The Fascinating World and Journey of Loggerhead Turtles | Life Cycle, Diet and Habitat
by Jorge Mezcua on Mar 01, 2023
The loggerhead sea turtle (Caretta caretta), also known as the loggerhead turtle, is a pelagic sea turtle found in the world's oceans. The loggerhead turtle is about 90 cm long (although specimens over 2.5 m have been found) and is the largest after the leatherback turtle, with an average weight of 135 kg.
Morfology of loggerhead sea turtle
The skin color of the loggerhead varies from yellow to brown, and the carapace is usually reddish brown. There are no external sex differences until the animal becomes an adult, the most obvious difference being that adult males have thicker and shorter tails. The carapace is made up of bony plates that protect the body with five dorsal plates and 12 to 13 marginal plates. Their plastron (or ventral area) has 3 pairs of inframarginal plates. A curious feature of these turtles is that the youngest specimens of loggerhead turtles have 3 ridges on the carapace, which they lose as they mature.
To distinguish loggerheads from other sea turtles, look for their large heads and, in adults, the parasites and algae that live on their shells. More than 100 species of animals and 37 species of algae are known to travel the world's oceans on the backs of loggerheads.
Loggerhead turtles are found in the Atlantic, Pacific and Indian Oceans, as well as the Mediterranean Sea. Males spend their entire lives in the ocean, in coastal and shallow waters, and females come ashore briefly only to lay their eggs. After hatching, loggerhead turtles head out to sea, where they live on floating mats of seaweed.
Loggerheads can spend up to 85% of their time underwater, with males being more active divers than females. The average dive duration is 15 to 30 minutes, but they can remain submerged for up to four hours, and even during the coldest months of the year, they can be submerged for up to seven hours, surfacing for only seven minutes to breathe.
Loggerhead turtle reproduction
Loggerheads have a low reproductive rate, with females laying four clutches before going into reproductive hibernation two to three years later. Loggerheads reach sexual maturity between 17 and 33 years of age and live to a maximum of 67 years.
Florida is the most popular nesting site in the world, with more than 67,000 nests built each year. There are also many loggerhead nesting sites in the Indian Ocean along the African coast.
Female loggerhead sea turtle returning to the sea after nesting in Virginia Beach, USA. Image by USFWS
There is evidence of nesting migrations of 14,500 km. The Mediterranean is a nursery for juveniles and a common location for adults during the spring and summer months. Nearly 45% of the Mediterranean juvenile population has migrated from the Atlantic. Greece is the most popular nesting site in the Mediterranean with over 3,000 nests per year.
After incubating for about 80 days, the hatchlings dig to the surface, usually at night when darkness increases the chance of escaping predation and years of extreme surface sand temperatures are reduced. The hatchlings enter the ocean and are guided by the glow of the horizon created by the reflection of the moon and stars on the surface of the water.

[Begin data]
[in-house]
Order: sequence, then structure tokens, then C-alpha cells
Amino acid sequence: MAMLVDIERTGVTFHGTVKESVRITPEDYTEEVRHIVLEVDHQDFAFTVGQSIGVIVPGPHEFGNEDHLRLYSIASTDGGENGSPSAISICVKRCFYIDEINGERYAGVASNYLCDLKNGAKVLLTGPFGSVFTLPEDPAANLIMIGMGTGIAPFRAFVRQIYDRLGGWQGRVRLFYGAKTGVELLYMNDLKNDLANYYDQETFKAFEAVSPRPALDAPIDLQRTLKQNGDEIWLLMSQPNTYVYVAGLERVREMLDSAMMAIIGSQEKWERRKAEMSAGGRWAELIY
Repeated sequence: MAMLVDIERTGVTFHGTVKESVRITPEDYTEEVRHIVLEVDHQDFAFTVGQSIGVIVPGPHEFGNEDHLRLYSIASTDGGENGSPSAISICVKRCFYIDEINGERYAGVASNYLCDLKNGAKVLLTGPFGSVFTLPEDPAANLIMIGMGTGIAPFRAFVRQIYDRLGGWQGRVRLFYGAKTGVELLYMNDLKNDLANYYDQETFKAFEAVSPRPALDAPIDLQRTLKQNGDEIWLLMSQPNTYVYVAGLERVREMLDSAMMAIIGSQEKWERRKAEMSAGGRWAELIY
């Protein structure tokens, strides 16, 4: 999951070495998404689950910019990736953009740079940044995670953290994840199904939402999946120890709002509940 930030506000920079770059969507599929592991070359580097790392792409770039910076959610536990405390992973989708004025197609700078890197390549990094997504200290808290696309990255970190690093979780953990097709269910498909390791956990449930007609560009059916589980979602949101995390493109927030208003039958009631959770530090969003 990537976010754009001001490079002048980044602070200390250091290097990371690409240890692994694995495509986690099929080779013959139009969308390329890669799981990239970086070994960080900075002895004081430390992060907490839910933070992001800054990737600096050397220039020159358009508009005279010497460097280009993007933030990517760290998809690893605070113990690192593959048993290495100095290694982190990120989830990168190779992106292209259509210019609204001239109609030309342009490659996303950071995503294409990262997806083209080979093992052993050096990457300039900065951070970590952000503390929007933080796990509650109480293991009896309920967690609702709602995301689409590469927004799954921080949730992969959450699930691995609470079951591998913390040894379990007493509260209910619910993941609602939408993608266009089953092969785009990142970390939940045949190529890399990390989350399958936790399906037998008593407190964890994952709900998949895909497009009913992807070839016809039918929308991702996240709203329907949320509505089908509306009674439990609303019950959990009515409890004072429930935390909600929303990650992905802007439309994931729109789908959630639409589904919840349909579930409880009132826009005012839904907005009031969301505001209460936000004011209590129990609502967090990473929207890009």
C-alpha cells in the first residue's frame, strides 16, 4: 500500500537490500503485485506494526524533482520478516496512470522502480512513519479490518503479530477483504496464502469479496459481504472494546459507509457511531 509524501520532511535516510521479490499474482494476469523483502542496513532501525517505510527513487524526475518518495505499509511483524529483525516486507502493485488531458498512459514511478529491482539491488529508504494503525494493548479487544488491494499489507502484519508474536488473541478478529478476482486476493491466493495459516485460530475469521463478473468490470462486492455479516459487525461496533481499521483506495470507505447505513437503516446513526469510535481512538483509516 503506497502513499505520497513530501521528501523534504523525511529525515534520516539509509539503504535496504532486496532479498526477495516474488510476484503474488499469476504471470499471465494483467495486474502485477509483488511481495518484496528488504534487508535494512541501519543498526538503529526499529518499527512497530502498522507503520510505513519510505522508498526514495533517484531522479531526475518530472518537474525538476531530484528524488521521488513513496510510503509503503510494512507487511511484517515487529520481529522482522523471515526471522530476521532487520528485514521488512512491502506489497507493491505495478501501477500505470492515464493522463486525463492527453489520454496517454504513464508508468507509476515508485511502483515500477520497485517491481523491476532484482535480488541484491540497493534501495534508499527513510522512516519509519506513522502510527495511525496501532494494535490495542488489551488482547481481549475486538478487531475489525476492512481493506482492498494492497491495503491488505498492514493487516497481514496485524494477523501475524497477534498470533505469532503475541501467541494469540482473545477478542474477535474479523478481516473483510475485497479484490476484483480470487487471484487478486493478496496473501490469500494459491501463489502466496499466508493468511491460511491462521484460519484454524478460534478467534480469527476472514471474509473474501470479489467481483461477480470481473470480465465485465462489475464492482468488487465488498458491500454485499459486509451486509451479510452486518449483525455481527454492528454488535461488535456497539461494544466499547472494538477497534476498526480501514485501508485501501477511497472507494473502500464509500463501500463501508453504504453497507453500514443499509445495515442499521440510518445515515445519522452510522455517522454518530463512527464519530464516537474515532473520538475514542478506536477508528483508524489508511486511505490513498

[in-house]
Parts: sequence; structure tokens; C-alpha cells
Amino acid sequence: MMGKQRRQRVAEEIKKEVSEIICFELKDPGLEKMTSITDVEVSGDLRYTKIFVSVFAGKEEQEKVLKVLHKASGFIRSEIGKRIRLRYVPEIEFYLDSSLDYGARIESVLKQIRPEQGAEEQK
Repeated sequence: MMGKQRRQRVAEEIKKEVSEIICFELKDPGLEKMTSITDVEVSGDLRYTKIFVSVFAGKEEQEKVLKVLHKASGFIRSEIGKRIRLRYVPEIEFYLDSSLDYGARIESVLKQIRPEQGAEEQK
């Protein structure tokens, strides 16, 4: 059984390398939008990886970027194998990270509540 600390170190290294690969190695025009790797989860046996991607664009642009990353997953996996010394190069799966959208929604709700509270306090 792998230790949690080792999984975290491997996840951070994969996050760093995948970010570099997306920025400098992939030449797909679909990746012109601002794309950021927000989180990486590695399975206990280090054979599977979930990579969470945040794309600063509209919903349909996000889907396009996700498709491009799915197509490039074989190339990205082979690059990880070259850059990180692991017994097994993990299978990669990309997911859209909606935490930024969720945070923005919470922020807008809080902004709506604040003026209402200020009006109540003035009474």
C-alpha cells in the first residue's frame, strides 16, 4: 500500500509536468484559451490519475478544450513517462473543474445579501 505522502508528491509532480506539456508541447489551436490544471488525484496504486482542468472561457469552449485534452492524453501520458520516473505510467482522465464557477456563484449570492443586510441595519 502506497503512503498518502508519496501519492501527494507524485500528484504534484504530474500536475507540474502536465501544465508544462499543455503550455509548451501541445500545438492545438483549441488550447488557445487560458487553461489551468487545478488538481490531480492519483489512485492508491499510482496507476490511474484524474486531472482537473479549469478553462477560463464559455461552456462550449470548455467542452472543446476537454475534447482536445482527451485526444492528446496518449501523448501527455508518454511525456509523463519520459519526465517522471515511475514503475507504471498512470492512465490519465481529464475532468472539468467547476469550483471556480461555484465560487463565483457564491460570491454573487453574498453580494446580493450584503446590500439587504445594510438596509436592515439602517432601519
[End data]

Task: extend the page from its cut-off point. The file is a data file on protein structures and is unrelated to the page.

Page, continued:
Hatchlings can lose up to 20% of their body mass through water evaporation on their journey from the nest to the ocean. Once in the ocean, they swim for about 20 hours to avoid coastal hazards.
Loggerhead sea turtle feeding
Loggerheads are omnivorous, although they feed primarily on benthic invertebrates such as snails, bivalves, and decapods, making them the most diverse sea turtle in terms of diet: Sponges, corals, sea feathers, polychaete worms, sea anemones, barnacles, cephalopods, brachiopods, isopods and even insects, sea urchins, sea cucumbers, starfish and fish (eggs, juveniles and adults) are part of their diet. During open sea migrations, they may also feed on jellyfish, floating mollusks, squid, and flying fish.
Loggerhead turtle threats
Like many other turtles, they have numerous predators, especially on their eggs and after hatching. As adults, only larger sharks such as bull or tiger sharks are able to hunt them, along with mammals such as killer whales and even seals.
The loggerhead turtle is considered an endangered species. Its main threats are suffocation from drift and trawl nets, the disappearance of nesting beaches, and the introduction of exotic predators.
Their eggs are eaten by beetles, ants, crabs, snakes, birds and humans. During their migration from the nest to the sea, the hatchlings are also preyed upon by crabs, toads, snakes, and a variety of seabirds. Once in the ocean, predators of loggerhead hatchlings include parrotfish, moray eels and crabs.
After hatching, loggerhead sea turtle hatchlings quickly make their way to the ocean. Image by USFWS
Loggerhead turtles have not historically been a highly prized species among humans for their meat or eggs, although they have been consumed, but less than other species. In Mexico, turtle eggs are a common food and are considered an aphrodisiac.
Another major threat to these turtles is plastic. Considering that approximately 24,000 tons of plastic are dumped into the ocean each year and the omnivorous nature of this turtle species, it is common to find plastic debris such as bags, sheets, balloons or abandoned fishing lines in many Loggerhead carcasses.